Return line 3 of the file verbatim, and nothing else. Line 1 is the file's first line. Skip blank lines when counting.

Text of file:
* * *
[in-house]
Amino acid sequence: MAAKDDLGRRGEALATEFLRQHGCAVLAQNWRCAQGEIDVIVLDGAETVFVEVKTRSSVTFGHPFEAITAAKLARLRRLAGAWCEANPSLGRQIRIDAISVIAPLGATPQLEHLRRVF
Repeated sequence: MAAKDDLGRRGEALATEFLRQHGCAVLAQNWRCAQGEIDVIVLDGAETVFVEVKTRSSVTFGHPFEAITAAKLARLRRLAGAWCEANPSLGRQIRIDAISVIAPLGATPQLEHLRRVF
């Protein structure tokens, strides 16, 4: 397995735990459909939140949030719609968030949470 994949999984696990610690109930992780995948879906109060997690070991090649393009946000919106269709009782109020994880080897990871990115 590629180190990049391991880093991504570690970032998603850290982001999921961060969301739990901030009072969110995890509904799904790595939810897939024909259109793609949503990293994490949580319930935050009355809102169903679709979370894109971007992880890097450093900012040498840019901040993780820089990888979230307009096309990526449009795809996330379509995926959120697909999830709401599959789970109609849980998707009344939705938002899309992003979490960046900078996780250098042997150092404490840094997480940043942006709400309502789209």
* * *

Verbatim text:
Repeated sequence: MAAKDDLGRRGEALATEFLRQHGCAVLAQNWRCAQGEIDVIVLDGAETVFVEVKTRSSVTFGHPFEAITAAKLARLRRLAGAWCEANPSLGRQIRIDAISVIAPLGATPQLEHLRRVF